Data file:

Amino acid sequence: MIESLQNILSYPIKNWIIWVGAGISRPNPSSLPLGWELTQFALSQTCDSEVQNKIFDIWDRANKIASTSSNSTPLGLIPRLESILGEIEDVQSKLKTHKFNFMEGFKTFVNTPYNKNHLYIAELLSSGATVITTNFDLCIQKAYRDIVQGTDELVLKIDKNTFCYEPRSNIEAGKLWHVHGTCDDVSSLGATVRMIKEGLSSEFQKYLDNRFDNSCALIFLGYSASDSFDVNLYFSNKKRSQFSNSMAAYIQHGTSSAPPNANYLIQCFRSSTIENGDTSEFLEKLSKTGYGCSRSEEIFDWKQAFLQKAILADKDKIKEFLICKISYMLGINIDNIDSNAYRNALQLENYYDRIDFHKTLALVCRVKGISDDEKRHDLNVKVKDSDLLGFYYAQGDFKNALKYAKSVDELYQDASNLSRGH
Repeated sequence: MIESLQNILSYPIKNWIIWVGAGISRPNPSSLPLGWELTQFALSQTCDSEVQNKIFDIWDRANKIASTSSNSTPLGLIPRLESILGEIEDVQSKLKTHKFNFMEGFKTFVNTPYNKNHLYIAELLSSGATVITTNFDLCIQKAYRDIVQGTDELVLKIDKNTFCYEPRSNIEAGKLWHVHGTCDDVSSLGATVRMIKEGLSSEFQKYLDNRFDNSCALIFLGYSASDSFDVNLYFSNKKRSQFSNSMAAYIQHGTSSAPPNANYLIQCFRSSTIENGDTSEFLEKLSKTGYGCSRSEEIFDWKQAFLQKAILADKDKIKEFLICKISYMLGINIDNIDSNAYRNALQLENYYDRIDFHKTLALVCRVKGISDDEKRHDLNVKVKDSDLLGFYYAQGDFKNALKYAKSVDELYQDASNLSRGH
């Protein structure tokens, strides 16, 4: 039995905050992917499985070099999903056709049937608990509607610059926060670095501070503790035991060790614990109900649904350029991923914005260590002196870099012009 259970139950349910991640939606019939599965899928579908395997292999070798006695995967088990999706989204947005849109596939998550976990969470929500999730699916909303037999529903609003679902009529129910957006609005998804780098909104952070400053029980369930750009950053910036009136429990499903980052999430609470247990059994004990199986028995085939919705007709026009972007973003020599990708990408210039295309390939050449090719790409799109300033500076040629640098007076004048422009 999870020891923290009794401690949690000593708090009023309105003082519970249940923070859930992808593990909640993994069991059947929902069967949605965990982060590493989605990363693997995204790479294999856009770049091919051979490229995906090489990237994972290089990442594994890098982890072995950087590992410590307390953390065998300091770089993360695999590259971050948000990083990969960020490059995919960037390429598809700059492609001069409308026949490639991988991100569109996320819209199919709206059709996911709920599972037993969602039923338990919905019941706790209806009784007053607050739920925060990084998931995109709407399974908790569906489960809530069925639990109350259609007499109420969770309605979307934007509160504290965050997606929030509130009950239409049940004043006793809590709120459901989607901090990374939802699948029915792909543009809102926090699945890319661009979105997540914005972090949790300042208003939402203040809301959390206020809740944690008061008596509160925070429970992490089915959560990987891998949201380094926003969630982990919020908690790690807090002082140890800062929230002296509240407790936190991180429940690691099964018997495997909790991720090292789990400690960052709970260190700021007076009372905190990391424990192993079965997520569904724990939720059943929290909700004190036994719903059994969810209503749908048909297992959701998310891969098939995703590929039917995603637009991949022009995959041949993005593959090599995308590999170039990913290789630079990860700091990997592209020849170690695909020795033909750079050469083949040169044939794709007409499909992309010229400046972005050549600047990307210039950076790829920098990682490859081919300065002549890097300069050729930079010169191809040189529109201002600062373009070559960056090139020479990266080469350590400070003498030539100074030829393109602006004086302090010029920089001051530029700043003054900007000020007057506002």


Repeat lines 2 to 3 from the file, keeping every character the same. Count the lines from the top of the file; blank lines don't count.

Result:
Repeated sequence: MIESLQNILSYPIKNWIIWVGAGISRPNPSSLPLGWELTQFALSQTCDSEVQNKIFDIWDRANKIASTSSNSTPLGLIPRLESILGEIEDVQSKLKTHKFNFMEGFKTFVNTPYNKNHLYIAELLSSGATVITTNFDLCIQKAYRDIVQGTDELVLKIDKNTFCYEPRSNIEAGKLWHVHGTCDDVSSLGATVRMIKEGLSSEFQKYLDNRFDNSCALIFLGYSASDSFDVNLYFSNKKRSQFSNSMAAYIQHGTSSAPPNANYLIQCFRSSTIENGDTSEFLEKLSKTGYGCSRSEEIFDWKQAFLQKAILADKDKIKEFLICKISYMLGINIDNIDSNAYRNALQLENYYDRIDFHKTLALVCRVKGISDDEKRHDLNVKVKDSDLLGFYYAQGDFKNALKYAKSVDELYQDASNLSRGH
């Protein structure tokens, strides 16, 4: 039995905050992917499985070099999903056709049937608990509607610059926060670095501070503790035991060790614990109900649904350029991923914005260590002196870099012009 259970139950349910991640939606019939599965899928579908395997292999070798006695995967088990999706989204947005849109596939998550976990969470929500999730699916909303037999529903609003679902009529129910957006609005998804780098909104952070400053029980369930750009950053910036009136429990499903980052999430609470247990059994004990199986028995085939919705007709026009972007973003020599990708990408210039295309390939050449090719790409799109300033500076040629640098007076004048422009 999870020891923290009794401690949690000593708090009023309105003082519970249940923070859930992808593990909640993994069991059947929902069967949605965990982060590493989605990363693997995204790479294999856009770049091919051979490229995906090489990237994972290089990442594994890098982890072995950087590992410590307390953390065998300091770089993360695999590259971050948000990083990969960020490059995919960037390429598809700059492609001069409308026949490639991988991100569109996320819209199919709206059709996911709920599972037993969602039923338990919905019941706790209806009784007053607050739920925060990084998931995109709407399974908790569906489960809530069925639990109350259609007499109420969770309605979307934007509160504290965050997606929030509130009950239409049940004043006793809590709120459901989607901090990374939802699948029915792909543009809102926090699945890319661009979105997540914005972090949790300042208003939402203040809301959390206020809740944690008061008596509160925070429970992490089915959560990987891998949201380094926003969630982990919020908690790690807090002082140890800062929230002296509240407790936190991180429940690691099964018997495997909790991720090292789990400690960052709970260190700021007076009372905190990391424990192993079965997520569904724990939720059943929290909700004190036994719903059994969810209503749908048909297992959701998310891969098939995703590929039917995603637009991949022009995959041949993005593959090599995308590999170039990913290789630079990860700091990997592209020849170690695909020795033909750079050469083949040169044939794709007409499909992309010229400046972005050549600047990307210039950076790829920098990682490859081919300065002549890097300069050729930079010169191809040189529109201002600062373009070559960056090139020479990266080469350590400070003498030539100074030829393109602006004086302090010029920089001051530029700043003054900007000020007057506002």